LATEST REPORT: Rep. John Lewis released from hospital

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1. Lewis was physically attacked and injured several times marching for civil rights in the '60s. 2. He was the youngest speaker in 1963's March on Washington. 3. President Obama awarded Lewis the Medal of Freedom, the highest honor a civilian can receive. 4. Lewis has spent decades protesting injustice. He has been arrested 45 times, including 5 times as a congressman. 5. He has also written several acclaimed books, including a graphic novel about Selma.

UPDATE 7:15 P.M.: U.S. Rep. John Lewis was released from the hospital Sunday evening, according to a spokeswoman for the congressman. 
"Rep. John Lewis has been released from the hospital this evening. All tests have been completed, and doctors have given him a 'clean bill of health.' He thanks everyone who shared their thoughts, prayers and concerns during his stay," according to Brenda Jones.

ORIGINAL STORY: U.S. Rep. John Lewis remained hospitalized Sunday afternoon for what was described as "routine observation" after he fell ill Saturday on a flight to Atlanta.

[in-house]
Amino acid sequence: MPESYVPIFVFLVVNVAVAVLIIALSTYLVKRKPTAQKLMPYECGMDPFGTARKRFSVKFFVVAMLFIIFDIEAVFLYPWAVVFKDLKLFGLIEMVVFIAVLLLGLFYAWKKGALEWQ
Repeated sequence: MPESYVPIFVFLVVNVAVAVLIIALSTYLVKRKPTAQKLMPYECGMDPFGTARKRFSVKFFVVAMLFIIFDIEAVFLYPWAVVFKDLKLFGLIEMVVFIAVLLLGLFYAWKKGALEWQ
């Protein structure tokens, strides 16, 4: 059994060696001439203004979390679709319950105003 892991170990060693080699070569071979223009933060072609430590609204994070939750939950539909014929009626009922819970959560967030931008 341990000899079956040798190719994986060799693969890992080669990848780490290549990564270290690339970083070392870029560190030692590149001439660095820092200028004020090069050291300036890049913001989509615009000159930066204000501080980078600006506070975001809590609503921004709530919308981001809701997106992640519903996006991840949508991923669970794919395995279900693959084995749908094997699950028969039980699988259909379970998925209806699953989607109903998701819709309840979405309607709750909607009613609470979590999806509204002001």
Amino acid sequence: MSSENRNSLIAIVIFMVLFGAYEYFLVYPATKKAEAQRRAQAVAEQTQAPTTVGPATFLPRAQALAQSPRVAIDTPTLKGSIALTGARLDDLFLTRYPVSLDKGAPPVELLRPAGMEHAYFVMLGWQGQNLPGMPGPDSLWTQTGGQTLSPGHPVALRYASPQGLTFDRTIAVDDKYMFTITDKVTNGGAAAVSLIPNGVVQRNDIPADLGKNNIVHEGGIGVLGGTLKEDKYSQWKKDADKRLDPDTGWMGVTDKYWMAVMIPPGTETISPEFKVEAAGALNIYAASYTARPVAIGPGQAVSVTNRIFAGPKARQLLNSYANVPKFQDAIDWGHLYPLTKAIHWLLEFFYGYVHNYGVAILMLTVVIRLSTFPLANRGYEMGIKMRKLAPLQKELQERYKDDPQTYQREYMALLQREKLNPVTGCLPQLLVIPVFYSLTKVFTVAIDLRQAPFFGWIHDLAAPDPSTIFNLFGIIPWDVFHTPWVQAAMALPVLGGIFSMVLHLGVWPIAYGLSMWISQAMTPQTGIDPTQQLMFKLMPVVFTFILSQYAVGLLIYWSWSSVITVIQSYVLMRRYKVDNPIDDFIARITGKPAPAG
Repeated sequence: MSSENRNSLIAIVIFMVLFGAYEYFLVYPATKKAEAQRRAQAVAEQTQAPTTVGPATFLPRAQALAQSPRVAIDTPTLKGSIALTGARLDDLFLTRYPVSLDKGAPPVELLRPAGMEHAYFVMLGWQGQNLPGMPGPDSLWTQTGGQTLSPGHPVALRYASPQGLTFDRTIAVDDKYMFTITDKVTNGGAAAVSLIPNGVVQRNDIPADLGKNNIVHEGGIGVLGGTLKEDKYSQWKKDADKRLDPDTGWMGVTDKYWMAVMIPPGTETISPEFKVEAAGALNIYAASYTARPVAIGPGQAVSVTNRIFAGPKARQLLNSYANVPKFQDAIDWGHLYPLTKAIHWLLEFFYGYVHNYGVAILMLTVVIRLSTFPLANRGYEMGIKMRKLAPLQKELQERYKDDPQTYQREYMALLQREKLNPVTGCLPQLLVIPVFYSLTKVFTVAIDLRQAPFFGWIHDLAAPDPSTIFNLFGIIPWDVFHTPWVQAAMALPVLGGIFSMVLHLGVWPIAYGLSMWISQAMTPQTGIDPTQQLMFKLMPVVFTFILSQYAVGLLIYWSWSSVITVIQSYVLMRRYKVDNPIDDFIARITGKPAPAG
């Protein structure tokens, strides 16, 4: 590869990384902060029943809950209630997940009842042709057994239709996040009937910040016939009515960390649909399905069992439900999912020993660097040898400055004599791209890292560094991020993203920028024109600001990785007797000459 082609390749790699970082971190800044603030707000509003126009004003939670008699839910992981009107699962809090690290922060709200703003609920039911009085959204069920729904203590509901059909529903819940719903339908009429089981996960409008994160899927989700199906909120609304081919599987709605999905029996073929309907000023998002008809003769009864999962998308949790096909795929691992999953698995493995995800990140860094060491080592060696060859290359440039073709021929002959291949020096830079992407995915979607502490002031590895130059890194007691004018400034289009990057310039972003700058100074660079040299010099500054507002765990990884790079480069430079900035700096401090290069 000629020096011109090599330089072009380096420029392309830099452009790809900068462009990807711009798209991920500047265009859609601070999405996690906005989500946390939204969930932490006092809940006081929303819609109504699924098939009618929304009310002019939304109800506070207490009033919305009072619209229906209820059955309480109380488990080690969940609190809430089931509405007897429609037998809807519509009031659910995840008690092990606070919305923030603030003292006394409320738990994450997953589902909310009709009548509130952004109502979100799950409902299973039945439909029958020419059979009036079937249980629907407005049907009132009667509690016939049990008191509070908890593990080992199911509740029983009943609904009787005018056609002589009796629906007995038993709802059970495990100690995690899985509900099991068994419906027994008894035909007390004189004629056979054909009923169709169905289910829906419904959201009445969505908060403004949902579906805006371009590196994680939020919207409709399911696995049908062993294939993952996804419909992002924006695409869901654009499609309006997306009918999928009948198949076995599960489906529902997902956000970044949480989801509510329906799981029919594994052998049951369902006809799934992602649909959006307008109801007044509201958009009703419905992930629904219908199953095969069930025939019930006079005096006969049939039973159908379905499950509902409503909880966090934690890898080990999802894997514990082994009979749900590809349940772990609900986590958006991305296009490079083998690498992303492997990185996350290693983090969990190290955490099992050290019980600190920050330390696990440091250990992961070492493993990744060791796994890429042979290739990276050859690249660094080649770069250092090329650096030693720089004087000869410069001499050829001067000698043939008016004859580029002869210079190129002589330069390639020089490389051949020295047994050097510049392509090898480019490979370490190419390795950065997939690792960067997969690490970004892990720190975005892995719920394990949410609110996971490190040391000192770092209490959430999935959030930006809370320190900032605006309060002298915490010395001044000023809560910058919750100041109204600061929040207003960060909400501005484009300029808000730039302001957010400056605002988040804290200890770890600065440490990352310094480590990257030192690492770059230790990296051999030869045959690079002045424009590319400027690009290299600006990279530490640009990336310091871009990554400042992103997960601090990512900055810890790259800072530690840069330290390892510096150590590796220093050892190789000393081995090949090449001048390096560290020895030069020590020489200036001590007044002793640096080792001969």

The 78-year-old civil rights icon was on a flight from Detroit when he started feeling dizzy and sweaty, an aide said Saturday night.

After being hospitalized in Atlanta, the Democrat’s office said in a statement Saturday evening that he was expected to be released Sunday.

On Sunday afternoon, an update from the congressman's spokeswoman Brenda Jones said that he was "resting very comfortably and fully expects to be released very soon."

The statement continued, "He is grateful for the concerns and well wishes of Georgians, colleagues, family and friends."

In addition to noting that Lewis remained in the hospital until the doctor's observations are completed, the statement said, "Please stand by for official news regarding his condition."

No other details were provided about his condition.

Lewis has represented Georgia’s 5th Congressional District since 1987.

RELATED: Five things to know about John Lewis

He was among key activists in the civil rights movement, taking part in the Nashville lunch counter sit-ins, the 1961 Freedom Rides, the 1963 March on Washington and the Bloody Sunday march in 1965, where he was beaten in the skull by a state trooper in Selma, Alabama.

The septuagenarian hasn't been slowing down lately. Just last month he joined thousands of people marching in Atlanta as part of the nationwide March For Our Lives against gun violence.